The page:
One thing I wanted to raise is that generally, when we interact with technology, we provide a lot of data about ourselves. And we do it without really thinking because it makes our lives more convenient. And then at a certain point, it’s almost like, there’s no way you could go about your days without Google Maps and without Amazon and without Netflix. In terms of online dating with the world that I created, online dating is really driven by data and algorithms and all that.
Because romance is so essential, finding your significant other is so essential to our conceptions of what we want our lives to be. And in order to have the best match possible, you actually want to get out as much data as you can about yourself to get a more accurate result. I don’t want to say that it’s like, definitely bad or good, but I do think it’s something worth thinking about in terms of what we put out there and what we get out of it.
Jane Pek, interview with Angela Qian at Hyphen Magazine
I became a Jane Pek fan when I read her two BASS stories – one in 2020 and one in 2021 – presenting female characters from Chinese mythology in a more positive light than the original tales held them. When I found out her debut novel was a mystery involving computer matchmaking, I was… ok, yeah, I’ll admit it, a little disappointed. But in the end, I went with my faith in her ability to weave story lines together and keep me reading. And guess what – faith works.
The book features Claudia Lin, verifier for a secretive company that checks out whether the person you’re chatting with on a computer dating site is telling the truth. A client has some unusual requests, which leads to several mysteries. I’m being obscure here because the pace of revelation is part of the pleasure of the book; Pek resolves one question only to raise another and keep us curious about what’s going on. Those who want more details can find plenty of reviews (I’ve never considered these posts reviews; I have no training for reviewing. I’m instead recording my reading experience so I can remember what was important to me years later) that provide a bit more without being spoilers.
At my verifier interview, when Komla explained what Veracity did and I said, maybe with a tad too much enthusiasm, “Like a detective agency?”, he looked faintly perturbed – which, I’ve come to realize with Komla Atsina, possibly meant he was one wrist flick away from consigning my résumé to the shred file. That man is harder to read than Finnegans Wake. A detective agency might seem like an obvious parallel, he said, but he tried to dissuade clients from viewing Veracity as such. The verifiers didn’t solve crimes, and they didn’t intervene in the course of events beyond reporting their findings to their clients. Think of us, he said, as a personal investment advisory firm.
A month into the job, it’s obvious to me that all our clients think of us as a detective agency.
I should make a confession here about one of my guilty pleasures: back in the 80s, 90s, into the aughts, I frequently read a small group of murder mystery series writers. It was mostly the hook on top of the mystery that got me interested: Jonathan Kellerman’s psychological and medical settings, Faye Kellerman’s exploration of Orthodox Judaism in contemporary life, Stephen White’s humor (which he dropped after the first two books, but thankfully resurrected later with an entry that had me giggling throughout) and psychological insight, Patricia Cornwell’s detailed explanations of the science used in postmortem exams and crime scene analysis (pre-CSI, by the way). But even the best series gets old after a while, or takes a wrong turn; I lost interest in them and never found replacements. Then I started reading literary short fiction seriously, and blogging, and taking moocs, and left the mysteries behind. Literally – they (along with other casual fiction) are stashed on a bottom shelf of the bookcase behind my bed, so they’re the last thing anyone looking at my books will find. One of these days I may post about them, just to atone for that.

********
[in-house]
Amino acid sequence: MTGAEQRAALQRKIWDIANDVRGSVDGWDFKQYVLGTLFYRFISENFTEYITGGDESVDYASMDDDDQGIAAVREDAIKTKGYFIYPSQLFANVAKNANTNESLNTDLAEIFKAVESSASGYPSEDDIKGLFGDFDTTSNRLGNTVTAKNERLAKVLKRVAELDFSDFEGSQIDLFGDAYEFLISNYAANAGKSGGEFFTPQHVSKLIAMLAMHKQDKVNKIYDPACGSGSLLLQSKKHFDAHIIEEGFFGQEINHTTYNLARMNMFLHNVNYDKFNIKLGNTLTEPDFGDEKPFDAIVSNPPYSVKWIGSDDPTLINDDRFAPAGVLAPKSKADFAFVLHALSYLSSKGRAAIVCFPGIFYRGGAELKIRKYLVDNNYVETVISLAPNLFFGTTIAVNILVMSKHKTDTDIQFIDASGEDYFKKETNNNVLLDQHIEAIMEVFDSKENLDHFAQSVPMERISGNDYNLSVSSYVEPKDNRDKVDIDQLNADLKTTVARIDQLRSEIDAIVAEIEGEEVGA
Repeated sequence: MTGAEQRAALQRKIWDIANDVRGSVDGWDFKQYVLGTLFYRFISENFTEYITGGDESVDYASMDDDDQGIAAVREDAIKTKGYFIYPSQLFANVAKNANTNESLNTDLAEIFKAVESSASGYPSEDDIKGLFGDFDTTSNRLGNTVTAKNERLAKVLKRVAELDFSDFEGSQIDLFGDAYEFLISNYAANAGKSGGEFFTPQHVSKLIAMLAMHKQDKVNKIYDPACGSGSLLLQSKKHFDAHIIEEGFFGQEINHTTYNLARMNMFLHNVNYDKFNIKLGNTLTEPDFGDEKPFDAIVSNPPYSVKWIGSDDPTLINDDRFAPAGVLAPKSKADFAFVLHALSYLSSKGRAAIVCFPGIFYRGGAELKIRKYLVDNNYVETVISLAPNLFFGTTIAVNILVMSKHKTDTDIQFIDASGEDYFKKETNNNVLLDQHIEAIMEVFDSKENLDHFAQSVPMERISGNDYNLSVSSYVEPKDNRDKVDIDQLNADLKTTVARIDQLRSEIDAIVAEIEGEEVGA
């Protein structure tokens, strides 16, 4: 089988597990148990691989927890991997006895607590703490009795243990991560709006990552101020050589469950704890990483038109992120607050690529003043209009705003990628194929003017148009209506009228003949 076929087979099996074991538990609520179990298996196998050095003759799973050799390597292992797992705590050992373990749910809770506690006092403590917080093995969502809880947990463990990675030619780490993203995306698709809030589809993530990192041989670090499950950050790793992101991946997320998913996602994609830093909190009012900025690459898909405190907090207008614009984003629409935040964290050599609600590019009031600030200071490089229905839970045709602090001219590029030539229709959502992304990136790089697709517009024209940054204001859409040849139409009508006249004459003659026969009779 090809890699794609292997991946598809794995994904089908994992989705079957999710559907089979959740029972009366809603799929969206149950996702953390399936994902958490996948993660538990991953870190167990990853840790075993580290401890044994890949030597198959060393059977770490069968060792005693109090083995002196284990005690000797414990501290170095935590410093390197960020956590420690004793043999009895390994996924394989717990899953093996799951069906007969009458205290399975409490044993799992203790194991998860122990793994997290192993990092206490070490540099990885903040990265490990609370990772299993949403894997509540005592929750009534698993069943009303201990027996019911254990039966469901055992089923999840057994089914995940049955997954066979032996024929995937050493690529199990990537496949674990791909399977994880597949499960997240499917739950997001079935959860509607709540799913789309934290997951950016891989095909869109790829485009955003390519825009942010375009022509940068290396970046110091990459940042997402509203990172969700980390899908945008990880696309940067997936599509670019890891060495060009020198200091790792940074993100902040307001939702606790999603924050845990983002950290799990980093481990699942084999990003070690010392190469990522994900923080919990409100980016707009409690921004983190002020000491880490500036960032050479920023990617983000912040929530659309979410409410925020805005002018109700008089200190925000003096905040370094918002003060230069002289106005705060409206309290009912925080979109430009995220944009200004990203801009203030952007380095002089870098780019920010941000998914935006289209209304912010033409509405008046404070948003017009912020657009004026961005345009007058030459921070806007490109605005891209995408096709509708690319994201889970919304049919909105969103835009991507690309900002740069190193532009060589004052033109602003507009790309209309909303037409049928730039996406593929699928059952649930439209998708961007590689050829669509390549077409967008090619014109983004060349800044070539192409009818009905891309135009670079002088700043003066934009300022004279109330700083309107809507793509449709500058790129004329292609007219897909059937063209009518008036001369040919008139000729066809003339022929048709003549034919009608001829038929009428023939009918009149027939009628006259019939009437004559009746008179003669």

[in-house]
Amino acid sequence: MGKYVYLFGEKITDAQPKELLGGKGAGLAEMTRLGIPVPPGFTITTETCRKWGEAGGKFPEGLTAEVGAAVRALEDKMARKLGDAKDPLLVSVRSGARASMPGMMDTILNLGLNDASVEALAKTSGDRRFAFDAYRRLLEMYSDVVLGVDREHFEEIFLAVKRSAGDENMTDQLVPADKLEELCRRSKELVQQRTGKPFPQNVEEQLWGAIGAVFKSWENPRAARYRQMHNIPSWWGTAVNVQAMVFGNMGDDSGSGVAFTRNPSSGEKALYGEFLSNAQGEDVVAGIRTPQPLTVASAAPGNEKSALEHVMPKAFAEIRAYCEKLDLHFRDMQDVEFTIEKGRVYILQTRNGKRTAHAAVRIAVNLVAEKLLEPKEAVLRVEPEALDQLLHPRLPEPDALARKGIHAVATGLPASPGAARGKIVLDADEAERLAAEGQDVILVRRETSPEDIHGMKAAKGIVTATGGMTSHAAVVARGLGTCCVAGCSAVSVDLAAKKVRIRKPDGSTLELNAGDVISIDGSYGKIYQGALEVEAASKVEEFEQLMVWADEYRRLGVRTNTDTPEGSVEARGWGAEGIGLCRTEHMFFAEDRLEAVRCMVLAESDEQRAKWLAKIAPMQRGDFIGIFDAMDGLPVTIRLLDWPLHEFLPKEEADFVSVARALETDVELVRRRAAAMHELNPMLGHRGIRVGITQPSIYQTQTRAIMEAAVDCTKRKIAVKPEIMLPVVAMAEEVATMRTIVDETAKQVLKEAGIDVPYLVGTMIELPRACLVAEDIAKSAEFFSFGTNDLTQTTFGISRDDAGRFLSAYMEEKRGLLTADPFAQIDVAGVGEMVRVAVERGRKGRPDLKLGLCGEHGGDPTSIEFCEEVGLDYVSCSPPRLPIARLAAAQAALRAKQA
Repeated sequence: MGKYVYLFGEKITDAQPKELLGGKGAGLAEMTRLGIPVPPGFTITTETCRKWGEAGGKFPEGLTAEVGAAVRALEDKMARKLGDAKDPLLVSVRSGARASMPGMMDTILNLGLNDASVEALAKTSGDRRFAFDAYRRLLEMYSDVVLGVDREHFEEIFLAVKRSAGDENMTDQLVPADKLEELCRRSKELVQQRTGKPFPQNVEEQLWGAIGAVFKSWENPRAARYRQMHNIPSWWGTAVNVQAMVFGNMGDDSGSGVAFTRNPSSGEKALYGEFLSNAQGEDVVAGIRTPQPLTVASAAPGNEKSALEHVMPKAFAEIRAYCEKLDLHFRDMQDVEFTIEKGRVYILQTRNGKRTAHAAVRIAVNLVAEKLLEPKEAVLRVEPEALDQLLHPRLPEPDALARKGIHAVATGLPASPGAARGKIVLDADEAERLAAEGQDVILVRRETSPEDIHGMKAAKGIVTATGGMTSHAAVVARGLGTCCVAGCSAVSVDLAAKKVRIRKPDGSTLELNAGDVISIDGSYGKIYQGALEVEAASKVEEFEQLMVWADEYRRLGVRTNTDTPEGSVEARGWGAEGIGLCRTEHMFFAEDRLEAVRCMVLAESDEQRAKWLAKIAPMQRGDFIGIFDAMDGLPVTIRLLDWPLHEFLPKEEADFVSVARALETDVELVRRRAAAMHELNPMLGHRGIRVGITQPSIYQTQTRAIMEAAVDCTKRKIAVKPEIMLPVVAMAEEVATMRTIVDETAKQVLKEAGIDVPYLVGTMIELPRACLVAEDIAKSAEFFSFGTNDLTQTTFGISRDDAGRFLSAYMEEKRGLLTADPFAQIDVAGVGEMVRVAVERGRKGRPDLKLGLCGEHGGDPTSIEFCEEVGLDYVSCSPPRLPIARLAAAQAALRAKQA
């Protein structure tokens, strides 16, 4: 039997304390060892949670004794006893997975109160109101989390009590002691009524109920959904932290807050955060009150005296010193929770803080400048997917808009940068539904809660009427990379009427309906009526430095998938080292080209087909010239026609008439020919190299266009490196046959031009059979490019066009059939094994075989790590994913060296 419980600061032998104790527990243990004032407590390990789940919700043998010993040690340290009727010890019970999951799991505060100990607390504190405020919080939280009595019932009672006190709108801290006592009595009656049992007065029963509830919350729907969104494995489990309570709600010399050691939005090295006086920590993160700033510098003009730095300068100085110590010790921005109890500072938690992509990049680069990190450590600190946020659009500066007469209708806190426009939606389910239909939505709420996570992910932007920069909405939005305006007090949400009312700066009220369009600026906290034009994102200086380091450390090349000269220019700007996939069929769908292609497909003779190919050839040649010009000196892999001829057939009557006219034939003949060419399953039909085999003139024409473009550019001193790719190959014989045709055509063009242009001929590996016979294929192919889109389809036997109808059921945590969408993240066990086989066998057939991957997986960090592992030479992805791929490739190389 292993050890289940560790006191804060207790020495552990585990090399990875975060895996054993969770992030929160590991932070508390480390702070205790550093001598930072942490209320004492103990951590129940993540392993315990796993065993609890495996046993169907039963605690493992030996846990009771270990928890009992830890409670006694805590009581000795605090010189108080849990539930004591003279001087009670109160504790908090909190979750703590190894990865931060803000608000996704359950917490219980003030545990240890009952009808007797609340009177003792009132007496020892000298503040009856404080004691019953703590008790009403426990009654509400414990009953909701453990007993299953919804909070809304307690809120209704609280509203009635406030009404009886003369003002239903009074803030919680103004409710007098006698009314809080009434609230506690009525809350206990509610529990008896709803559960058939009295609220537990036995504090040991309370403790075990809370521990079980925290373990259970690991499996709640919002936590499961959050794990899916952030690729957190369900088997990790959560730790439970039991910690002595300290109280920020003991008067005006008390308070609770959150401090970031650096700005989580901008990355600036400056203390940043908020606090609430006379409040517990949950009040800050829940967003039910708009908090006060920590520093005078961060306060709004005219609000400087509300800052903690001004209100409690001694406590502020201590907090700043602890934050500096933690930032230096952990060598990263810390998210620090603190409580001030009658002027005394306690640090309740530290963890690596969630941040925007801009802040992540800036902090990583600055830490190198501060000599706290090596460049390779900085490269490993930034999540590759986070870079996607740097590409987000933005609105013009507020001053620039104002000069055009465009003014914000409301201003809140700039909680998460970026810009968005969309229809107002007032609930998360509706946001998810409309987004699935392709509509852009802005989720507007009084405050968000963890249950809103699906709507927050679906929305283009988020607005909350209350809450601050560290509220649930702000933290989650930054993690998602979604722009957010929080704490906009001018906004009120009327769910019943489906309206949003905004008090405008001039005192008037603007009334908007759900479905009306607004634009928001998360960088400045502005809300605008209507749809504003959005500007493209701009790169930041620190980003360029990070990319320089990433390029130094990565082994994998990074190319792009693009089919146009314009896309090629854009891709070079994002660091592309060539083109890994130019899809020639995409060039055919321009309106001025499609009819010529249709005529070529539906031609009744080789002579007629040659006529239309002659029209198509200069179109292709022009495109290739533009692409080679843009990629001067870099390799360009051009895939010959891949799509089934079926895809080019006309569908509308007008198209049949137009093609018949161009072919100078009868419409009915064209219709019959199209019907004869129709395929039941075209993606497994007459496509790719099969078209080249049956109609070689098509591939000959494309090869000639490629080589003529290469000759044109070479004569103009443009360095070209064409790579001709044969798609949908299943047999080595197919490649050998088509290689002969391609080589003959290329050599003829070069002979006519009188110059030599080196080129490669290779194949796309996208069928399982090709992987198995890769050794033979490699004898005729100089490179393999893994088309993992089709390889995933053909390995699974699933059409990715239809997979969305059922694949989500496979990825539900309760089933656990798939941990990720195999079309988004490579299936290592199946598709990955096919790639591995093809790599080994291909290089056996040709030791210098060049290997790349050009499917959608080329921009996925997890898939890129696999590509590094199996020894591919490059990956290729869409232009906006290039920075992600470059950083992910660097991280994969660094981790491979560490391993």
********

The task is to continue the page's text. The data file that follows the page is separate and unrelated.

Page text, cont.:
So in a way, reading The Verifiers was nostalgic, a trip back in time. But better. Because even though the tone has a crisp factual modernity rather than the smooth emotive romanticism of her short fiction, I still love how Pek writes.
She does a lot with this book while keeping the mystery front and center. For example, a minor character is a writer. “Lionel writes the kind of story you read in The New Yorker, where nothing happens but the characters are all thrumming with anguish.” I read that passage within a few days of posting about Iris Murdoch’s A Word Child, about which I’d written, “a self-obsessed man basically muses about how miserable his life is for the first 100 of 400 pages. Then something happens, and we get some crucial story, but it’s back to 50 pages of navel-gazing and description before anything else happens.” (In my – and Murdoch’s – defense, I did find some academic papers that gave me a better understanding of all that nothing-happening).
Lionel isn’t having a good time of it: “The writer’s life, going by Lionel’s example, is a hamster wheel of submission and rejection. He’s told me he has an email folder labeled Dreamcrushers, where he archives all the rejection notes he has ever received.” Well, sure, even I have one of those. But it’s a kick to see how she works this into the overall story.
Lionel and Claudia tease each other about the stock phrases so many book reviewers use; “beautifully written,” “gorgeous sentences.” As it happens, I made a proposal years ago to my blogging buddy Jake Weber: